Economic Injury Disaster Loan (EIDL) Advance: For those that apply for the Economic Injury Disaster Loan (EIDL), an advance of up to $10,000 will be provided to small businesses within several days of applying for the loan. • The advance does not need to be repaid, even if the grantee is subsequently denied an EIDL. • Funds can be used to provide paid sick leave to employees, maintain payroll, meet increased production costs due to supply chain disruptions, or pay business obligations, including debts, rent and mortgage payments. • Eligibility: Advances are available to small businesses, sole proprietors, independent contractors, tribal businesses, as well as cooperatives and employee-owned businesses in operation on January 31, 2020.
Small Business “Paycheck Protection Program” (PPP): A new $349 billion lending program under the existing SBA 7(a) program. The SBA guarantee of PPP loans will be 100% through the end of 2020. PPP loan payments will be deferred for a minimum of six and up to 12 months. Loans will be administered through local and regional banks; any federally regulated bank may become an SBA lender for this purpose. The Department of the Treasury will issue regulations for these loans quickly. • The interest rate will not exceed 4%. Rate is currently fixed at 0.5%. • Eligibility: • Small businesses as defined by SBA size standards, generally up to 500 employees, but up to 1,500 employees depending on the sector as certain sectors are based on revenue. • Sole proprietors, the self-employed, and independent contractors. • Regulatory Streamlining: • SBA’s standard “no credit elsewhere” test is waived. • No personal guarantee or collateral required. • No additional fees will be applied to these loans. • Size of loans: Up to $10 million. Loan amount is based on recent payroll costs, compensation paid to individuals, including the self-employed. Compensation in excess of $100,000 a year to any individual is excluded. • Requirements: The business must certify the loan will be used to retain workers, maintain payroll, make mortgage or lease payments, and pay utilities. • Loans may be forgiven, up to an amount equaling eligible payroll, mortgage interest, rent and utility cost, incurred during the 8 week period starting from loan origination. Compensation in excess of $100,000 a year to any individual will not qualify for forgiveness. • Loan forgiveness is reduced by layoffs or pay reductions in excess of 25%. • Loan forgiveness is not treated as taxable income.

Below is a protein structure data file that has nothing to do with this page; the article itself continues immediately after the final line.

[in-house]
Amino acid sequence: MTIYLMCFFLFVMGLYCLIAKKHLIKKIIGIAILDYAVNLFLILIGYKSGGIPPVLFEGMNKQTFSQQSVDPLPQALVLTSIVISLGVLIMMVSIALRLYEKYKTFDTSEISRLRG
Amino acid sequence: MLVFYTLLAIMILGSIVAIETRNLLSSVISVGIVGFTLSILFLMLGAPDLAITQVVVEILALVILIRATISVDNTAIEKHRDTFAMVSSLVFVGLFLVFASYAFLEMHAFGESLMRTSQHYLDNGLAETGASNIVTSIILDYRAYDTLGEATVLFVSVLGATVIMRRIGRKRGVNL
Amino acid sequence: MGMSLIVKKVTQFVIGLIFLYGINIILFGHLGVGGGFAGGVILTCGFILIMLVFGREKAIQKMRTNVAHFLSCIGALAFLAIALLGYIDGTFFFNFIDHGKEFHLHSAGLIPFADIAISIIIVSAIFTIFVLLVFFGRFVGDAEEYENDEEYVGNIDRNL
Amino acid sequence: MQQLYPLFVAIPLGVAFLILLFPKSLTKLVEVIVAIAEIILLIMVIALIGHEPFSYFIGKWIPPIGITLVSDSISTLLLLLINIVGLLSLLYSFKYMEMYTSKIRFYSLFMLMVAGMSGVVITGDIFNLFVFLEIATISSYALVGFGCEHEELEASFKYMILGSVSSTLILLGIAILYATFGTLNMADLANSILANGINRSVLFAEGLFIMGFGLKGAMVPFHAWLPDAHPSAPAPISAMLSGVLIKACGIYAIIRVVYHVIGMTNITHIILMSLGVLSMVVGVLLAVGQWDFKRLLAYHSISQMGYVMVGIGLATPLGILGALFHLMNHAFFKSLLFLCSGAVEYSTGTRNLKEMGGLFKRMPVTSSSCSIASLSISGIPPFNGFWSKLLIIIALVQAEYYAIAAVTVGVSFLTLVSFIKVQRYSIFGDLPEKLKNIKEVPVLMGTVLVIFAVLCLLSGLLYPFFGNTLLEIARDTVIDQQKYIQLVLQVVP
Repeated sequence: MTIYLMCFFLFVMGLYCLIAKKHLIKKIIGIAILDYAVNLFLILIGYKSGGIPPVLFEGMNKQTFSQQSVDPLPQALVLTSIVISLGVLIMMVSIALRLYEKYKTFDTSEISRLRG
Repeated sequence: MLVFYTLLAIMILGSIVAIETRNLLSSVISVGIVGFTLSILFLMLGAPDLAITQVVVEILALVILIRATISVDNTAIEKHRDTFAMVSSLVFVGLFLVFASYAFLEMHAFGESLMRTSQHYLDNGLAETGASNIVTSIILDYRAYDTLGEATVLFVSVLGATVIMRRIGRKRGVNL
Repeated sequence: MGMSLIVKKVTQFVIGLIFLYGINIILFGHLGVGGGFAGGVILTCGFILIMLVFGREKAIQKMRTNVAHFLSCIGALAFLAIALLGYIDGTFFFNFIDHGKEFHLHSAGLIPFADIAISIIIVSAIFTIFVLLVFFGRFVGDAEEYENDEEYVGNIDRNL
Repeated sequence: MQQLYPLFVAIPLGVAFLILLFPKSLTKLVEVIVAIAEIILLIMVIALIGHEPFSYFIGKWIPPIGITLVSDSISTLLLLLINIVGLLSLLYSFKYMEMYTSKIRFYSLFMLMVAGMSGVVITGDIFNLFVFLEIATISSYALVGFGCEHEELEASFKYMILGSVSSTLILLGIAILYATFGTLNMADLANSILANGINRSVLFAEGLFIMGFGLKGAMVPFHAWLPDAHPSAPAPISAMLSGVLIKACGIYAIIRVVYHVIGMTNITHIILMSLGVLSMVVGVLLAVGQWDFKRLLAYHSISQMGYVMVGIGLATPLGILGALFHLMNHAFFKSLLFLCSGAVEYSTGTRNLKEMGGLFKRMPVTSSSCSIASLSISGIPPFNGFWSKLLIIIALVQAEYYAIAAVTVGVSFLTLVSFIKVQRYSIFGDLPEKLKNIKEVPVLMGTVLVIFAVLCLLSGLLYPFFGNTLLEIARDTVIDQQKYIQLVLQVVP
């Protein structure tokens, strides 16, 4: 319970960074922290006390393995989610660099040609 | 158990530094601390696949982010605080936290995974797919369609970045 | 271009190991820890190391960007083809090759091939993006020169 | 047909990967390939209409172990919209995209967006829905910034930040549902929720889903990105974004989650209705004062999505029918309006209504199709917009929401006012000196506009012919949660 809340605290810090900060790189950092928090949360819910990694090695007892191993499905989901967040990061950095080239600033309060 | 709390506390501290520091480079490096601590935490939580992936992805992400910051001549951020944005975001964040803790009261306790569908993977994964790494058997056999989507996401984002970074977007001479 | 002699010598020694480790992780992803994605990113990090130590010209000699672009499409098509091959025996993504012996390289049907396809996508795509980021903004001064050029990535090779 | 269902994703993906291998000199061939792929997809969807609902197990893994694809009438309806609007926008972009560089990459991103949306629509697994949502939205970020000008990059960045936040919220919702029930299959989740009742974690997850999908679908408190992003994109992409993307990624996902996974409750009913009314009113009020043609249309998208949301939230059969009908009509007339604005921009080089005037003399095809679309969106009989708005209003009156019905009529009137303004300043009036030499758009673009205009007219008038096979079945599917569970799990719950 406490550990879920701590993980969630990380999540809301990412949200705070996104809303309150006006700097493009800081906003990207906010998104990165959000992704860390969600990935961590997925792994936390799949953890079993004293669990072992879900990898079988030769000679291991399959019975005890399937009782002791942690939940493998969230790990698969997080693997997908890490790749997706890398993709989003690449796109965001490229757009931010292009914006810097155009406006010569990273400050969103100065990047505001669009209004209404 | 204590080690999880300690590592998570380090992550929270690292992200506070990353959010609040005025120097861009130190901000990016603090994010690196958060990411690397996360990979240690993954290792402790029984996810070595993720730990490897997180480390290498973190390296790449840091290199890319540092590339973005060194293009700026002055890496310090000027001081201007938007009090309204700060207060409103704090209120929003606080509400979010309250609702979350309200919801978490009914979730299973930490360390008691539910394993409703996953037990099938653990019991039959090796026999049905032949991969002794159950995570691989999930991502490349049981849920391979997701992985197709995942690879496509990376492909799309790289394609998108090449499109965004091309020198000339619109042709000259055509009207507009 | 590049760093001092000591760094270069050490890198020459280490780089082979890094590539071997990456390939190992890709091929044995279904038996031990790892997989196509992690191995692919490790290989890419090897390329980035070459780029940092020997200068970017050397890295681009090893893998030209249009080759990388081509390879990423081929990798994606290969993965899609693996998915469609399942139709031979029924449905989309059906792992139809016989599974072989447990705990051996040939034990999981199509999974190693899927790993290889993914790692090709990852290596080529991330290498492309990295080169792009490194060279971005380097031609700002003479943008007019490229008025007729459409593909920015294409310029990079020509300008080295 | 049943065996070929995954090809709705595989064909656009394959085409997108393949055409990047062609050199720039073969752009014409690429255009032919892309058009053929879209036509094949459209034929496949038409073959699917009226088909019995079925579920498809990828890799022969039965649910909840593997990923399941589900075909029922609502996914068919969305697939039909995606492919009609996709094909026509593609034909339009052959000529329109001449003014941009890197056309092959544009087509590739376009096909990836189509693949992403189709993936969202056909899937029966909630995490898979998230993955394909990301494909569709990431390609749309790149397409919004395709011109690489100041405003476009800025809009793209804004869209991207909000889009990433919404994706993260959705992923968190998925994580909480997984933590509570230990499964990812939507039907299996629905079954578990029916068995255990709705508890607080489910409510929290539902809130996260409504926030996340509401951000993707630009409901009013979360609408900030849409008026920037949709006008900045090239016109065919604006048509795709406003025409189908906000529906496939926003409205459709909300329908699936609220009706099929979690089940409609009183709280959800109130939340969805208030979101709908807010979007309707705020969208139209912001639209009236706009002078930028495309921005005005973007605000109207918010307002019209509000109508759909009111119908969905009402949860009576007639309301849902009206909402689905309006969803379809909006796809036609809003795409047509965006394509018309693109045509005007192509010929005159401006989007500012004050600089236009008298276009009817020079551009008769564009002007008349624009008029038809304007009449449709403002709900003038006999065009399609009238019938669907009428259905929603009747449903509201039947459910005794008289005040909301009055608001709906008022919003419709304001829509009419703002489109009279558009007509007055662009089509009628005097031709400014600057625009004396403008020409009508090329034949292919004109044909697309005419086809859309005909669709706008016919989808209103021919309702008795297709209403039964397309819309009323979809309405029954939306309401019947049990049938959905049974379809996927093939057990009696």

Individuals: Income tax payment deadlines for individual returns, with a due date of April 15, 2020, are being automatically extended until July 15, 2020, for up to $1 million of their 2019 tax due. This payment relief applies to all individual returns, including self-employed individuals, and all entities other than C-Corporations, such as trusts or estates.
Corporations: For C Corporations, income tax payment deadlines are being automatically extended until July 15, 2020, for up to $10 million of their 2019 tax due.
To help with our writing about the new coronavirus disease, called COVID-19, The Associated Press has prepared a guide based on the AP Stylebook and common usage in AP stories, found here.
The New York Times is providing free access to the most important news and useful guidance on the coronavirus outbreak to help readers understand the pandemic. Sign up with an email address to read all the articles on this page.